I've wondered that as well, the thing is pretty well made/sealed up. Not willing to cut mine open
to find out.
« Last Edit: May 10, 2013, 12:51:13 AM by Vlabguy1 »
 

Offline jandreas

Re: Amiga Lightrave - what was inside?
« Reply #8 on: May 09, 2013, 02:36:01 AM »
Quote from: Heiroglyph;734219
I've got to ask about this tomorrow at work to see what NewTek thought about it. (I wasn't there yet)

I vaguely remember Tim, Paul, Allen & Stuart being more than a little pissed off in Pasadena @WOCA and their lawyers trying to find a way to shut us down...    (A really good friend of mine that was also pretty close with Paul since the beginning of FAUG had let me know that opening morning)  And probably equally pissed off were the people at "Video Toaster User" magazine after realizing that we had snuck a full page color advertisement into that months "show" issue.  I think it was even the backpage too?  :)

What I don't think anybody realized at the time and not that it makes it right but, I was 19.  Had worked in booths demoing software I had written, at every Amiga and graphics tradeshow (Siggraph, NAB, CES) since I was 15 pretty much along side them.  And completely idolized Newtek and everything they  stood for!  (we won't even talk about Laura Longfellow & Kiki).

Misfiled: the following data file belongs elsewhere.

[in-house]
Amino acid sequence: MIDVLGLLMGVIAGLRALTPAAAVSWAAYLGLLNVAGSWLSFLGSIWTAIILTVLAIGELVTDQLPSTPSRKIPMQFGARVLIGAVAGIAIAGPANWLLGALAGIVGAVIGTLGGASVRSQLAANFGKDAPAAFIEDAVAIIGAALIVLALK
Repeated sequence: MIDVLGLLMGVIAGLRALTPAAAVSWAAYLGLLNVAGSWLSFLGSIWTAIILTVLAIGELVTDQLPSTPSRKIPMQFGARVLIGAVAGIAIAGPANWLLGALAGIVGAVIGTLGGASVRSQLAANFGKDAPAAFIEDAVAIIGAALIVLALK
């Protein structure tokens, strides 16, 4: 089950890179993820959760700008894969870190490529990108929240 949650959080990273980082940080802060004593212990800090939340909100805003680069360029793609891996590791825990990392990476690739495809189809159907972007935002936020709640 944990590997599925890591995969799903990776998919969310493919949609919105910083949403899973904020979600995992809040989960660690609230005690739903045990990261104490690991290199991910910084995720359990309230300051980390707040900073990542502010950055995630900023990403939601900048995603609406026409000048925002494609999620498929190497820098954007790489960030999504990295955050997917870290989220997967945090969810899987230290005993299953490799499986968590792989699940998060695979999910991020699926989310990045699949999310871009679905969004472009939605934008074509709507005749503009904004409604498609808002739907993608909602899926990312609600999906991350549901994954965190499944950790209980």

The original development that went into what became LR was legitimate and it was just coincidence that along the way I found I could debundle LW.  I would've done anything to work in Topeka (despite it being Topeka) but they were never interested, especially after...

Quote from: Heiroglyph;734219
You've got to admit that selling LW stand alone seemed like a no brainer.
You would think but the profit on those Toasters was pretty major.  Not to mention that without the VideoToaster, Commodore and the Amiga would've died much earlier.  I really hope it (as I was told) helped Allen & Stuart during their next contract negotiations.

 
Quote from: Heiroglyph;734219
That's one heck of a feat, I applaud your ability to make it work reliably.
Getting it to work reliably was definitely the most important and (also) most difficult thing!
« Last Edit: May 09, 2013, 02:51:51 AM by jandreas »
 

Offline DrProcton

Re: Amiga Lightrave - what was inside?
« Reply #9 on: February 13, 2021, 08:55:47 AM »
I resurrect this old thread because I recently did try LightRave with the Open VideoToaster CD image downloadable from DiscreetFX website.